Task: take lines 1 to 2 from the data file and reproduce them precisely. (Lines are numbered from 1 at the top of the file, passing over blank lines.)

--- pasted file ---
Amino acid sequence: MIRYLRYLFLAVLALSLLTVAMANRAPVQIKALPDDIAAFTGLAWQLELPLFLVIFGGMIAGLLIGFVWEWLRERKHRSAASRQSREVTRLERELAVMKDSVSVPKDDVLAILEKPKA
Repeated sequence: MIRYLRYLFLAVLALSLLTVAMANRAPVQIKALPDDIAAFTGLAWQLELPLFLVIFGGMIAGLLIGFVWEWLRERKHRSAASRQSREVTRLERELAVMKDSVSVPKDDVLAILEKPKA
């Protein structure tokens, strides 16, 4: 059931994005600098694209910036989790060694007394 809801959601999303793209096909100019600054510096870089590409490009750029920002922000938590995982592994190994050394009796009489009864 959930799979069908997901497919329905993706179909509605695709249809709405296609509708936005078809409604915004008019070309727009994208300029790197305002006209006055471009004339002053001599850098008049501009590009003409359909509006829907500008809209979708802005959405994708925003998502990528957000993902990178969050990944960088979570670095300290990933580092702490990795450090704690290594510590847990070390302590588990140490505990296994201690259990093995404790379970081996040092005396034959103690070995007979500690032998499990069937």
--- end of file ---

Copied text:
Amino acid sequence: MIRYLRYLFLAVLALSLLTVAMANRAPVQIKALPDDIAAFTGLAWQLELPLFLVIFGGMIAGLLIGFVWEWLRERKHRSAASRQSREVTRLERELAVMKDSVSVPKDDVLAILEKPKA
Repeated sequence: MIRYLRYLFLAVLALSLLTVAMANRAPVQIKALPDDIAAFTGLAWQLELPLFLVIFGGMIAGLLIGFVWEWLRERKHRSAASRQSREVTRLERELAVMKDSVSVPKDDVLAILEKPKA